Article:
Court Dismisses Superintendent’s Sexual Harassment Claims

In Britt v. Thermald Realty I, LP, No. 13 CIV. 8289 KPF, 2015 WL 4922977 (S.D.N.Y. Aug. 18, 2015), the court dismissed the plaintiff’s claims of “quid pro quo” and “hostile work environment” sexual harassment, as well as his retaliation claim. In sum, plaintiff – a superintendent for East Village property owner Thermald Realty – alleged that one of Thermald’s partners (female Alderman)

subjected him to unwanted sexual advances, which culminated in his participation in coerced sexual acts on two occasions in 2007. He further contends that after he refused to continue their sexual relationship, Alderman’s treatment of Plaintiff changed: she became openly hostile to him, refused payments he was owed, denied him bonuses and opportunities to perform outside contracting jobs, and eventually terminated his employment as superintendent in 2013.

In dismissing plaintiff’s quid pro quo sexual harassment claim, the court noted:

Plaintiff cites his eventual termination in 2013 as the tangible change in employment he suffered. But Plaintiff presents no explanation as to how his refusal to have sex with Alderman in 2007 (or, reading Plaintiff’s affidavit most generously, in October 2011) was used as the basis for his termination in 2013. The lack of temporal proximity, or of any other intervening sexual advances and refusals, defeats any inference that his termination was the culmination of quid pro quo harassment.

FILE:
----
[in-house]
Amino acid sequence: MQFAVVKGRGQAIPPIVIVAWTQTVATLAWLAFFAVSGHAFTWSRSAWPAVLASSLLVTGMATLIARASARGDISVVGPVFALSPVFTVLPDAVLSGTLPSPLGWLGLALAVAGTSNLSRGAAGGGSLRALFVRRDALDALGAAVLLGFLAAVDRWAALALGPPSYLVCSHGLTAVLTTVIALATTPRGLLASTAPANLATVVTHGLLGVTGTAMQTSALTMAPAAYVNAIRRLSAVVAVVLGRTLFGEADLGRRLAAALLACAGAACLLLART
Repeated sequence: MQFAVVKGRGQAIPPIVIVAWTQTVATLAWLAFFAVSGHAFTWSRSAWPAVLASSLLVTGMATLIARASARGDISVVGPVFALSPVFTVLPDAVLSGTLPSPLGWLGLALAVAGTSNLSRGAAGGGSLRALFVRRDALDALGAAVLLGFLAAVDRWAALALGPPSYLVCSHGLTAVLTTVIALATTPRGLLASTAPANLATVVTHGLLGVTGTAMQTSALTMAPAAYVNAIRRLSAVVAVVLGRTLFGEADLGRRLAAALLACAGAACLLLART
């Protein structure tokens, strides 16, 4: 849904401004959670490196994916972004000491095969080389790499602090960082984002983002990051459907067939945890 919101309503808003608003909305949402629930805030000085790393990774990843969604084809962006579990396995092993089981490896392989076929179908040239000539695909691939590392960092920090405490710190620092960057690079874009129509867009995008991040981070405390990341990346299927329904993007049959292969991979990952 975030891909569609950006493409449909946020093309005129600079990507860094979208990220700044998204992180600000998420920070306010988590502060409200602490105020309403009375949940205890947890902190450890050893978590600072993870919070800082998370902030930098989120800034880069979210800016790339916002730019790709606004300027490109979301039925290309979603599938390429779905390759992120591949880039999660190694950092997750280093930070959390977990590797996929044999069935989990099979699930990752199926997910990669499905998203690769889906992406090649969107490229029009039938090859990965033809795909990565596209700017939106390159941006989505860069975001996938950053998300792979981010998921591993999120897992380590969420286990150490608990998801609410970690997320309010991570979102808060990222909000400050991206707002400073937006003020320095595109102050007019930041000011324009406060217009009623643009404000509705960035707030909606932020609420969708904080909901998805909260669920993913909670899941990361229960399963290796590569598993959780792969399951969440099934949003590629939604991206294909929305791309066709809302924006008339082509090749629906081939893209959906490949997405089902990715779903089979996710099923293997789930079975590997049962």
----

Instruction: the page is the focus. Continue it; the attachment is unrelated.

The court next explained why plaintiff failed to establish his hostile work environment claim:

In sum, after 2007, Plaintiff complains that Alderman was unreasonably demanding of him, required him to perform work outside the scope of his employment, insulted his intelligence in the presence of others, prohibited him from holding rehearsals in his basement workshop unit, and withheld certain payments from him. These “[f]acially neutral incidents” cannot sustain a hostile work environment claim. There is simply no “circumstantial or other basis for inferring that [these] incidents [that are] sex-neutral on their face were in fact discriminatory,” and no “reasonable fact-finder could conclude that they were, in fact, based on sex.” …

[T]he nature of Alderman’s conduct—her insults to Plaintiff’s intelligence, her vocal dissatisfaction with his performance, and her assignment to him of tasks outside the scope of his superintendent duties—does not raise an inference of discrimination based on Plaintiff’s sex.

… Alderman’s conduct was not physically threatening, and, while Plaintiff surely did not wish to have his intelligence impugned, such sex-neutral excoriation cannot alone form the basis of Plaintiff’s hostile work environment claim. … There is, similarly, no evidence that Alderman’s intermittent contact with Plaintiff interfered with his work. Finally, although Plaintiff testified that he had started taking antidepressants several months after he was terminated, for a period of a few weeks, there is no evidence that (i) he suffered psychological harm while exposed to Alderman’s alleged hostility; or (ii) he continues to suffer from any concomitant psychological issues.

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